In what could possibly be the last vestige of the original rocky matter that came to form the planet earth, the asteroid, Vesta, is being described by scientists as the last of its kind.
According to a new study published in the magazine, Science, scientists at NASA using data from the probe, Dawn, have discovered that much like Earth and other planets in the solar system, Vesta has a metal-rich core and is one of the last examples of the kind of rocky material that bound together to form the planets of the solar system.
Vesta itself is one of the largest asteroids in the asteroid belt, measuring well over 500 kilometres and according to the new NASA findings, the metal core of the asteroid represents 40 per cent of the asteroid’s radius and 18 per cent of its mass, being 220 kilometres across.
From Dawn’s detailed 10-month study of the asteroid, researchers have surmised that Vesta is possibly one of the oldest bodies in the solar system, forming roughly two million years ago, even before the formation of the planets. It is believed that other ‘debris’ like Vesta went onto contribute to the formation of the planets, while Vesta remained.
Commenting upon this ‘reassessment,’ Dawn's deputy principal investigator from NASA's Jet Propulsion Laboratory, Dr. Carol Raymond said, "This mission at Vesta has been a spectacular success. It's transformed Vesta from a fuzzy orb into a planetary body, which has exceeded our expectations in many ways."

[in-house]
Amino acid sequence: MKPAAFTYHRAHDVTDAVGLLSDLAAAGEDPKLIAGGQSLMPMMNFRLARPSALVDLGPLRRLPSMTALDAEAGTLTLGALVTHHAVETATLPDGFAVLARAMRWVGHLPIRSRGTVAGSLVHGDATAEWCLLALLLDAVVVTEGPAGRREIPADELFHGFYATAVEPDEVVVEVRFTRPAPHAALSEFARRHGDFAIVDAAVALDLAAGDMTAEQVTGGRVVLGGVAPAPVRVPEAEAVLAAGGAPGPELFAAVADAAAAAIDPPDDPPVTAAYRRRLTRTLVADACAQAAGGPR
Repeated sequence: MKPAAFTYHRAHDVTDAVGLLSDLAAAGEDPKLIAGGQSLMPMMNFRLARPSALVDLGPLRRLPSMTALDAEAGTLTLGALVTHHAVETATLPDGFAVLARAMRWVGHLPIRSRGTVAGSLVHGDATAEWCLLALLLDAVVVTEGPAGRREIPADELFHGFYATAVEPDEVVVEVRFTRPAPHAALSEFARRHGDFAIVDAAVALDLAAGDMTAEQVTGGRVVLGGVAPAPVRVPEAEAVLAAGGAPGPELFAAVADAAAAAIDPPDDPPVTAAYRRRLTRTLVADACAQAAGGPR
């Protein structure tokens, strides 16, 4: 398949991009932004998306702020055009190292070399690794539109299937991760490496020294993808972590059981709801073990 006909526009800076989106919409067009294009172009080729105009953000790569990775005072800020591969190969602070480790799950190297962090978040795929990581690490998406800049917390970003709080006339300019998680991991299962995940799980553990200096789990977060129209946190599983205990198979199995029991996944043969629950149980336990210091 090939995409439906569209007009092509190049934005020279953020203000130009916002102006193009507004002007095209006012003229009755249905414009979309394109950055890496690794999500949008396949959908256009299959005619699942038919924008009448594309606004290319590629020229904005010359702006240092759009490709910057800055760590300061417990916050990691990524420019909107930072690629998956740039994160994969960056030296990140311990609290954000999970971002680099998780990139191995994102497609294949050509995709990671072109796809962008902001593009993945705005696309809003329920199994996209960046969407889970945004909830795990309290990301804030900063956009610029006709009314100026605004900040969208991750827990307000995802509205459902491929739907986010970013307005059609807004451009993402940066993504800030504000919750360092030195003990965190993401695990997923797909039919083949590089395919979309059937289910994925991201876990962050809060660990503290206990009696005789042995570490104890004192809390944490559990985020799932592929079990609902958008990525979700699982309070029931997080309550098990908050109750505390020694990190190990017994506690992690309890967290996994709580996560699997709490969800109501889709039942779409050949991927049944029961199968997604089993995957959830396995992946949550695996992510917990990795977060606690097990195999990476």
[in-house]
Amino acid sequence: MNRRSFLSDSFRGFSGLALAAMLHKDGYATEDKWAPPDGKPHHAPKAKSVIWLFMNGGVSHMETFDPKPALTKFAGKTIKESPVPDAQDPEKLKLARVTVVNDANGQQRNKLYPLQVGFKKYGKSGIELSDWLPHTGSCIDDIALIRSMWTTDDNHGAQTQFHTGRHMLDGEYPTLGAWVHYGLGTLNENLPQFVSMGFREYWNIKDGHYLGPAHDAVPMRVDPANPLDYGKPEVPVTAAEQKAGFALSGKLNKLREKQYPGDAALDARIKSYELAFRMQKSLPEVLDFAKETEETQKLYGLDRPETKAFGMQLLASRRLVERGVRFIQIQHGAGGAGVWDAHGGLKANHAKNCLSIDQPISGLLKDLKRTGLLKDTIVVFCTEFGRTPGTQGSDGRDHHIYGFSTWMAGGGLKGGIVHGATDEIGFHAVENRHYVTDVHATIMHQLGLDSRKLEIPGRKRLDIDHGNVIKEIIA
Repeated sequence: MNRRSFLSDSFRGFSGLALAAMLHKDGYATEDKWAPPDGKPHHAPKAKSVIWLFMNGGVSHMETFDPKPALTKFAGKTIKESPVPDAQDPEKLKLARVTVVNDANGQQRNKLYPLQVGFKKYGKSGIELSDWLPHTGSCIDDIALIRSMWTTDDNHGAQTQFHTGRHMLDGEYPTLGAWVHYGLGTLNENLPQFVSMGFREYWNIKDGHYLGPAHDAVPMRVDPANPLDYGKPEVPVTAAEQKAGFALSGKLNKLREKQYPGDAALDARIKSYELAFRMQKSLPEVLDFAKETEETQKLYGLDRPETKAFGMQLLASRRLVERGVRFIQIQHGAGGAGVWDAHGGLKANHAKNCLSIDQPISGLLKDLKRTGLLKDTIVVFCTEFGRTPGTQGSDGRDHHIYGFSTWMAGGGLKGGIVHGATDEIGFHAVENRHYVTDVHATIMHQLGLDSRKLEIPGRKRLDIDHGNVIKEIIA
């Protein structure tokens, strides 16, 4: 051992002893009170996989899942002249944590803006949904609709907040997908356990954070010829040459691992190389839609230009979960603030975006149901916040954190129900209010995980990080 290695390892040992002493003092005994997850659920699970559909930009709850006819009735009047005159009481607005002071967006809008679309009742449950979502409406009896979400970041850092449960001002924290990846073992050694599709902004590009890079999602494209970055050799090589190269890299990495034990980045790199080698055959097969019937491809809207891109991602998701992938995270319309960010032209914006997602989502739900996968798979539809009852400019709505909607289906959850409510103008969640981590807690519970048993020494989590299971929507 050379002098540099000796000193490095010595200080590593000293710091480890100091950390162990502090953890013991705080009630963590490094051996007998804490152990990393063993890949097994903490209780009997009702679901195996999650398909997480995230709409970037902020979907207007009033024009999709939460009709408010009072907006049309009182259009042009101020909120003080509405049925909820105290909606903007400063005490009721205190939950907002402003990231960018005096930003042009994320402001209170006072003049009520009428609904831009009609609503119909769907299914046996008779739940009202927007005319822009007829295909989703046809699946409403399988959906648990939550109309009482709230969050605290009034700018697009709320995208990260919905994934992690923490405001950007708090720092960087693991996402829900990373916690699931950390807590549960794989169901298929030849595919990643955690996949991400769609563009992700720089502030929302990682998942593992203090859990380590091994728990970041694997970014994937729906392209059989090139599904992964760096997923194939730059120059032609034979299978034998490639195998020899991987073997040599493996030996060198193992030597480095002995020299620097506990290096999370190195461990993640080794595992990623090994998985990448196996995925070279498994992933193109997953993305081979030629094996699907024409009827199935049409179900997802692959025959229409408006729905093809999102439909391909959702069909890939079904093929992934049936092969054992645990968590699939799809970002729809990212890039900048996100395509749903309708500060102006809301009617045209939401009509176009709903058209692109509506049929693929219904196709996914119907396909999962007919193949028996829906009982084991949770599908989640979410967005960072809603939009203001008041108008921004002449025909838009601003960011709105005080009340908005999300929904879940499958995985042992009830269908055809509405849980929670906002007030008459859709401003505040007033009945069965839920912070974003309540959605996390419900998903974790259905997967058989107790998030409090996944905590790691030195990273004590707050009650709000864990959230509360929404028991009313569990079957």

Dr. Raymond also shed light on Vesta’s ‘singular’ status, "Vesta is special because it has survived the intense collisional environment of the asteroid belt for billions of years, allowing us to interrogate a key witness to the events at the very beginning of the Solar System."
The researchers were also able to establish a direct link between Vesta and the occurrence of HED (howardite-eucrite-diogenite) class meteorites, saying that it accounted for all the HED meteorites that fall to earth and this association will now allow researchers to directly study materials that existed from before the creation of the solar system from the HED samples that they have.
The probe, Dawn will continue to study Vesta until august of this year, when it will embark on its journey to study bigger brother, Ceres. Dawn will next try to study the asteroid’s north pole. Speaking about this, Dr Jim Green, head of planetary science at NASA said, "With Dawn's ion engines, which are running much better than predicted, it really enables us to stay at Vesta longer. We're very excited about that because it will enable us to map the unknown region. That region is very important to look at now that we know about the Rhea Silvia impact basin. How that impact might affect the northern hemisphere will now be revealed."